The year 2022 will have been another year marked by natural disasters. Although smaller than in 2021, the damage bill is estimated at 270 billion dollars, according to an estimate presented on Tuesday by the reinsurer Munich Re. The previous year, the overall losses had been 320 billion, according to the estimate of the German group. Insured losses have remained stable at 120 billion dollars, according to Munich Re’s balance sheet. Like 2021, 2022 is thus the most expensive balance sheet in history after 2017 (146 billion dollars), according to the reinsurer.
Natural disasters killed some 11,000 people worldwide last year, after 9,320 in 2021, according to this company. The insured share of claims appears significantly higher than in past years, with an average of $97 billion calculated between 2017 and 2021. North America still dominates the claims statistics, with the United States accounting for almost all $150 billion in estimated losses.
Hurricane Ian tops the list of disasters
Hurricane “Ian”, which hit the west coast of Florida in late September and swept across the continent with winds of nearly 250 kilometers per hour, is easily at the top of the world disaster rankings. The loss toll stands at about $100 billion, of which about $60 billion was insured. Ian was thus the second costliest hurricane in history after Katrina which devastated Louisiana in 2005.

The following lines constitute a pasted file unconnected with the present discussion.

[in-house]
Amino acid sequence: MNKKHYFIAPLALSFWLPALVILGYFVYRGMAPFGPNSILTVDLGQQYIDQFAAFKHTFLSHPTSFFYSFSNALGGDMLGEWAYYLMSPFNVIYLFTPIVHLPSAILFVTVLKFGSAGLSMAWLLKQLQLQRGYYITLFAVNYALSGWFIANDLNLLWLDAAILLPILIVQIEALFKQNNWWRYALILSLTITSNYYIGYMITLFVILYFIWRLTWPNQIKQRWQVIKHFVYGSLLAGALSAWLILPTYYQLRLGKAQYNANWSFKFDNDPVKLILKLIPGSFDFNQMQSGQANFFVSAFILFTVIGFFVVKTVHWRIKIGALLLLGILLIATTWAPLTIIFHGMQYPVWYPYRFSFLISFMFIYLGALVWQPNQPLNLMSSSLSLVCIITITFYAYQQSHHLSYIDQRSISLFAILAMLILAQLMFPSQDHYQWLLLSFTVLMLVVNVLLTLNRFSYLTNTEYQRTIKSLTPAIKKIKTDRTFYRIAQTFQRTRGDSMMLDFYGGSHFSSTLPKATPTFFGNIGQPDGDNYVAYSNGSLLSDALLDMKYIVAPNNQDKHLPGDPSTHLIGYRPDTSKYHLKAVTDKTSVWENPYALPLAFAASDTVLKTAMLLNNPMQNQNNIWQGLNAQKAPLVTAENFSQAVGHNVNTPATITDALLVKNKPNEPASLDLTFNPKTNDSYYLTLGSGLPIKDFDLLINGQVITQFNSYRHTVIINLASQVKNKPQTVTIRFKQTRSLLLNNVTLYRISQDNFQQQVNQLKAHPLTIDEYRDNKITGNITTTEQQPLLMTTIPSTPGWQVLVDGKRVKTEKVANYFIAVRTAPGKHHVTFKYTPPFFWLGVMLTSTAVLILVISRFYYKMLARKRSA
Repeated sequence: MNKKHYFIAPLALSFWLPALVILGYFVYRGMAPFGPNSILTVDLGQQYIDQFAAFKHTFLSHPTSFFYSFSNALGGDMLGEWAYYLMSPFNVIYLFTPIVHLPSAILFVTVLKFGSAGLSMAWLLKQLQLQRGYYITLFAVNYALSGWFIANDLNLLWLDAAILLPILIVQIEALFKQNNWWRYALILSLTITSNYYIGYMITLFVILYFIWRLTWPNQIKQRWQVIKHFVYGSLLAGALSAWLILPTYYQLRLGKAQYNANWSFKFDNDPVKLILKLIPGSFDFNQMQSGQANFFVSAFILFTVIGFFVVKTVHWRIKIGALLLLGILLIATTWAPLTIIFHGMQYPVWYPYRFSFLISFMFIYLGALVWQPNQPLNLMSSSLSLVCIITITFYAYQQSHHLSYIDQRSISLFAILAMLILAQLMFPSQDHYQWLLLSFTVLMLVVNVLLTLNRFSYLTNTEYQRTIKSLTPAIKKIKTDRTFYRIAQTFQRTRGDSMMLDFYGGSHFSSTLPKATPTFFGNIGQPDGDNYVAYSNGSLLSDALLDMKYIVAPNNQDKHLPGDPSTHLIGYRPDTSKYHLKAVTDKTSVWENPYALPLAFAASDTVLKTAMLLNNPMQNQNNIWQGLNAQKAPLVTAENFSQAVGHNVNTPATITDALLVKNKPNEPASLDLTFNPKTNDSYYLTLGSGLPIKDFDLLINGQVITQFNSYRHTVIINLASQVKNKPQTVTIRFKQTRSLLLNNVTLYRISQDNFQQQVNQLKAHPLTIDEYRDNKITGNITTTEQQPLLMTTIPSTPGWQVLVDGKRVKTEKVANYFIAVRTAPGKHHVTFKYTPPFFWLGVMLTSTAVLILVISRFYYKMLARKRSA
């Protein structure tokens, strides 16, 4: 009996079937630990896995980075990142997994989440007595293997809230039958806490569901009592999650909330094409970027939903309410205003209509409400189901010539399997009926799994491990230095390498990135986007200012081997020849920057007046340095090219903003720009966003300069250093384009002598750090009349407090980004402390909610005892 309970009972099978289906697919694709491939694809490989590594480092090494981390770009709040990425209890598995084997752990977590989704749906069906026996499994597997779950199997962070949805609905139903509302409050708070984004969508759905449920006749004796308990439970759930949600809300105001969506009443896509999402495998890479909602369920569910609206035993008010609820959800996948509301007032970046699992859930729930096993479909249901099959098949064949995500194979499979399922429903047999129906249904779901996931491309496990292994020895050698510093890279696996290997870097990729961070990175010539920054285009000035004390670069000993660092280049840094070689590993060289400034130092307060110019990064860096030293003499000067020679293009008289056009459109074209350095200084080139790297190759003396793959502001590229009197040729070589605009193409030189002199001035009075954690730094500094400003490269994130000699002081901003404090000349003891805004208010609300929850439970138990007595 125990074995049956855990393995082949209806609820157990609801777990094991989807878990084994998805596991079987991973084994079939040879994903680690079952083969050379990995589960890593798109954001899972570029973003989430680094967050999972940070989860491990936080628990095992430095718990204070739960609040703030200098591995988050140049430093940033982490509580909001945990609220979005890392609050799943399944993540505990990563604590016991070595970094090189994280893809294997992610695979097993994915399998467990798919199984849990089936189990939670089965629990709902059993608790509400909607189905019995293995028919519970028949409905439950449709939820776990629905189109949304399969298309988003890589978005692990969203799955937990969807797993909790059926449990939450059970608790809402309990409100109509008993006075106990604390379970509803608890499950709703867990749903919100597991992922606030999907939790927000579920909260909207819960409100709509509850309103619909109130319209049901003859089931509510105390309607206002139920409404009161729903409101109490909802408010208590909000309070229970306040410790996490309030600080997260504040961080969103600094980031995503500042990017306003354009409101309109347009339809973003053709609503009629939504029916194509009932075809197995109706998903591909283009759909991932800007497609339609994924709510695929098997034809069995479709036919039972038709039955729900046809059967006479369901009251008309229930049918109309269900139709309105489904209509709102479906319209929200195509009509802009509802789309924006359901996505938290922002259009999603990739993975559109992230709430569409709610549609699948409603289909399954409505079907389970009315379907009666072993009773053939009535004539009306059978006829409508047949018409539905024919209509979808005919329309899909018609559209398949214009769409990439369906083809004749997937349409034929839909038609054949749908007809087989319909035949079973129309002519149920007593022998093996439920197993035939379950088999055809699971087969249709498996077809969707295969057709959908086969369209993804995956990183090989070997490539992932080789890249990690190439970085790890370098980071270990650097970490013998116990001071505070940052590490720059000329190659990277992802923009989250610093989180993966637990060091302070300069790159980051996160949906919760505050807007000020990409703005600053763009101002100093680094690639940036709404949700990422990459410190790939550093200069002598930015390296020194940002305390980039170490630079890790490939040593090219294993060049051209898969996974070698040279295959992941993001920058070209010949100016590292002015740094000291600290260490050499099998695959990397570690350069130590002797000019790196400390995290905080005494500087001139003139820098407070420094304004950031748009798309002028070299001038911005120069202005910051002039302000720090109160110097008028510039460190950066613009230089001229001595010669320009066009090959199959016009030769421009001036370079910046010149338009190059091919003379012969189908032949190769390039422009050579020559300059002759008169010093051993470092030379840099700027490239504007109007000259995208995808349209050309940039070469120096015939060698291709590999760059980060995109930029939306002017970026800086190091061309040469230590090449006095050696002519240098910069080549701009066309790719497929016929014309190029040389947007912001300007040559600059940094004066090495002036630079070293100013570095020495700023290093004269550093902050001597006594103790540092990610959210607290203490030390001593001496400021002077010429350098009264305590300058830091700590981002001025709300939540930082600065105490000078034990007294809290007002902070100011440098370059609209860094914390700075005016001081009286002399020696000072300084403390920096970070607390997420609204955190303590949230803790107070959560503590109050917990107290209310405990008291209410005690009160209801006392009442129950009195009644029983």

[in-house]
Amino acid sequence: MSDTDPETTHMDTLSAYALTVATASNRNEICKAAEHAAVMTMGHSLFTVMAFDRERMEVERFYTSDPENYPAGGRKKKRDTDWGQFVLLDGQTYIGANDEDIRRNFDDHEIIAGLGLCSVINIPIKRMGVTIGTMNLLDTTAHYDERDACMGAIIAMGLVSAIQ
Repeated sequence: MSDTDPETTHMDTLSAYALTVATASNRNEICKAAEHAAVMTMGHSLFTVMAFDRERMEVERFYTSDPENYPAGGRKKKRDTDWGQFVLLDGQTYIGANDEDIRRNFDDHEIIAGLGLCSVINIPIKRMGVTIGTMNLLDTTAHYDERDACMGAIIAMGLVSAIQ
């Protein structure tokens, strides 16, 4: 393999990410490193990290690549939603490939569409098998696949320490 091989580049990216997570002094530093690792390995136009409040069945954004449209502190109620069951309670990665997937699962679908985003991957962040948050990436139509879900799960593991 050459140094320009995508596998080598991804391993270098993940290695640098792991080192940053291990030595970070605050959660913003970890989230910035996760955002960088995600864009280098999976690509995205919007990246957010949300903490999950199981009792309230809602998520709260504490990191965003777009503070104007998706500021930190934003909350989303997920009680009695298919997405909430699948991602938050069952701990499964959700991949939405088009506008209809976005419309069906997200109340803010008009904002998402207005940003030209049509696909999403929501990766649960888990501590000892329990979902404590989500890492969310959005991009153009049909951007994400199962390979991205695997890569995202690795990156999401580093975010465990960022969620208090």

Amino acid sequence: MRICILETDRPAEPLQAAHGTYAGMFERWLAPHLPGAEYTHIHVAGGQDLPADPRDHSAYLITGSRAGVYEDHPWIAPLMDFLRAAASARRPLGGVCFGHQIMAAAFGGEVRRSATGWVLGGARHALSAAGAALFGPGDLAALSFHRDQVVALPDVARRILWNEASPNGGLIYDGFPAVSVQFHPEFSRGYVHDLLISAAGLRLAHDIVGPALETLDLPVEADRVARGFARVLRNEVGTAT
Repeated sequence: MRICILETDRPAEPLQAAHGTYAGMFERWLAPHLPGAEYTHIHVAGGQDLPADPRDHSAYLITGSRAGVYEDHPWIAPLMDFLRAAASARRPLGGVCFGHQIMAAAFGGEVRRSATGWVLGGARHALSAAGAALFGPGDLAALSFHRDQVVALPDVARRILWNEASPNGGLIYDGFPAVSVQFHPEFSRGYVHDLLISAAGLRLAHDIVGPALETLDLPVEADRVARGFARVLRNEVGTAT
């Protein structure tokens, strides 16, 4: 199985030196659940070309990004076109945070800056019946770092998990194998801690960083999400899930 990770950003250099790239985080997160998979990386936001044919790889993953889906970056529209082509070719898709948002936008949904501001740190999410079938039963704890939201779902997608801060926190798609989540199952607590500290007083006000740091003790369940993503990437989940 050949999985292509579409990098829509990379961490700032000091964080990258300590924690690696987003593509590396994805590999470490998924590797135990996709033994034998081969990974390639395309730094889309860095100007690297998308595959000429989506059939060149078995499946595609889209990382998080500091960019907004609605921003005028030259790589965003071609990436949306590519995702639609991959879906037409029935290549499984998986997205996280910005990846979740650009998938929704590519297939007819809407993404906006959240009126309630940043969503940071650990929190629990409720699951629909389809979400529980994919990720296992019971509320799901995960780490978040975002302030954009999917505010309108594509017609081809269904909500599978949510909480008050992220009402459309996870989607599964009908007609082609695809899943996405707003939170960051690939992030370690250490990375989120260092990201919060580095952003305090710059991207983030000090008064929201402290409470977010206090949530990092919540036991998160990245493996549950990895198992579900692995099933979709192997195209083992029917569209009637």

The heaviest death toll was due to flooding resulting from very heavy monsoon rains in Pakistan, which claimed 1,700 lives. Direct damages, estimated at at least $15 billion, were virtually uninsured. Flooding in southeastern Australia in February and March cost insurers $4 billion out of a total loss of about $6.6 billion.
A drought difficult to quantify
In Europe, drought caused indirect damage that is difficult to quantify, while in France and Spain violent hailstorms caused billions in damage.
In 2022, “La Niña” weighed “for the third year in a row” on disaster statistics, according to Ernst Rauch, director for climate at Munich Re. “La Niña” is an episodic weather anomaly in the Pacific, responsible for cooling conducive to heavy rains. It increases the likelihood of hurricanes in North America, floods in Australia, droughts in China and monsoon rains in South Asia.